We had booked in advance a Glacier Ice Excursion tour through Ice Explorers—and it was incredible! To say we had no idea what to expect is an understatement.
The glacier was closed the day before due to such rough weather, and they explained that the glacier changes every day. The tour guides were incredible drivers with a depth of knowledge in reading the ice, the snow cover and the potential of newly formed ﬁssures.
Boomer Travel Tip
There are many options for glacier experiences in Iceland. Check them out here.
Their company custom builds these monster trucks which traverse incredible glacial formations. Once on the glacier, a guide took us into a cave and educated us on every aspect of glaciers. This tour group was beyond compare with depth of knowledge, safety, good humor and ability to give an unparalleled experience.
Spend the final night in Reykjavik
From here, we drove over to In Reykjavik where we would spend our last evening and next morning. We had booked a stay at Hotel Reykjavik Centrum.
This was the best hotel of whole trip with great hospitality, beautiful rooms and open areas as well as great walkability to surrounding city. Also being newly built, and over what was once a viking area, they had to create a museum around their excavation.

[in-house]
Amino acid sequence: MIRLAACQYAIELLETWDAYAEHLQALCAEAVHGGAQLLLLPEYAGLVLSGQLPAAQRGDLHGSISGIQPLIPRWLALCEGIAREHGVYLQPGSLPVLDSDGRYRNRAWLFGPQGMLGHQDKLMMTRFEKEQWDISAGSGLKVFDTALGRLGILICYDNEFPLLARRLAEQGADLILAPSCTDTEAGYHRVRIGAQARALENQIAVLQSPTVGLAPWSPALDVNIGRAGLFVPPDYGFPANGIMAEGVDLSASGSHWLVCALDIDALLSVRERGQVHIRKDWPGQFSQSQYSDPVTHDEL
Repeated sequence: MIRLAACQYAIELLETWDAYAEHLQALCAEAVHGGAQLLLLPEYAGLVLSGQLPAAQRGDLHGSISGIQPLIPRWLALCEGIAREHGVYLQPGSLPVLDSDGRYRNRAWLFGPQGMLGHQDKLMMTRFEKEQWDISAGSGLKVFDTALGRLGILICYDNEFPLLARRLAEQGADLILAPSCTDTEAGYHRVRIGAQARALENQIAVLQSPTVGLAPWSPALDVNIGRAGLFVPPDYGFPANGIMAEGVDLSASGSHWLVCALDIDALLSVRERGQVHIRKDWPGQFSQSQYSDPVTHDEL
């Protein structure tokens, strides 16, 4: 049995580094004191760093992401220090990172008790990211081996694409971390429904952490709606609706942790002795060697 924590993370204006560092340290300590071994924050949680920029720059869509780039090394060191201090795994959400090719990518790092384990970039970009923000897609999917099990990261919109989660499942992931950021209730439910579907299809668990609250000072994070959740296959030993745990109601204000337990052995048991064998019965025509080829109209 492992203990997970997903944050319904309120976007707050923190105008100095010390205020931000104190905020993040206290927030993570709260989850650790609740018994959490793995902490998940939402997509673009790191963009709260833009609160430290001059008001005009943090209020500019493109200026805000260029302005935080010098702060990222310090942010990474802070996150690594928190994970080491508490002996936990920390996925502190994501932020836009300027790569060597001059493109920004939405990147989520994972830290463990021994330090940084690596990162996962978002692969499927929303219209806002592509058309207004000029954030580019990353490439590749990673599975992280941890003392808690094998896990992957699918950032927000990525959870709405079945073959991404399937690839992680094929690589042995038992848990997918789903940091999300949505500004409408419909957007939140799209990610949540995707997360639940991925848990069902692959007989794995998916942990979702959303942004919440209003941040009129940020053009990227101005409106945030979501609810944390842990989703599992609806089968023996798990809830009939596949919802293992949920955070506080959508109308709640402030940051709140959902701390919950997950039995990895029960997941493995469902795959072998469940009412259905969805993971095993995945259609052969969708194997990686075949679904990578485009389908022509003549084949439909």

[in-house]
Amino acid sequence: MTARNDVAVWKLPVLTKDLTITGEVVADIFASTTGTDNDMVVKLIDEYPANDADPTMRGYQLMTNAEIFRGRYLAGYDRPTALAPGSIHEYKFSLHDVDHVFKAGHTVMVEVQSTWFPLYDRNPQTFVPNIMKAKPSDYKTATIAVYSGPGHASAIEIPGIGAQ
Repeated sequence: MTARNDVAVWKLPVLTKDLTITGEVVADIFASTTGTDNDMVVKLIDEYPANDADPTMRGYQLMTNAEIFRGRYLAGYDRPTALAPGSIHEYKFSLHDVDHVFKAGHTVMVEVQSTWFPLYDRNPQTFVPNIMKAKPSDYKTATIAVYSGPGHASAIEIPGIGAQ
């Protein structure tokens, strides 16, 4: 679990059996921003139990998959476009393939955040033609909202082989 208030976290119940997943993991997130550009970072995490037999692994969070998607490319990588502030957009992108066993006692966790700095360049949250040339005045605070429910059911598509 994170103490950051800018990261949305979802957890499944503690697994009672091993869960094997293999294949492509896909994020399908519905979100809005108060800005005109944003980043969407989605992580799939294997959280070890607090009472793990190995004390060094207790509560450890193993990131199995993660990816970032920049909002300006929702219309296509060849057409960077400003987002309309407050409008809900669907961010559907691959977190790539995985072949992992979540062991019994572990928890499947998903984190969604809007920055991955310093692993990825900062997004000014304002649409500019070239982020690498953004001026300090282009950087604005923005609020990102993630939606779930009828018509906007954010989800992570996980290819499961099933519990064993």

Once we settled in, we walked a few blocks over to a cafe/bar called Kafﬁ Vinyl. This was the best food (happens to be vegan) of our whole trip and the space was small and nice with a great relaxed vibe.
I had the BBQ Portabella Mushroom Sandwich. We also walked around the city center, which is all of the surrounding blocks to the hotel, and saw beautiful architecture, a night time fun run with babies in strollers to college kids and older people all enjoying the evening.
Day 4: Return from Iceland to the U.S.
The following morning, we enjoyed a breakfast at a charming rustic coffee house on the neighboring square. Reykjavik seems like an incredible city within an incredible country where you feel completely safe, the people are so friendly, and it’s also ﬁlled with so much to do!
Next time we go, we will have a city tour to get the feel, history and culture vibe from locals, take a whale watch ride and explore the Golden Circle which covers the northern area of Iceland.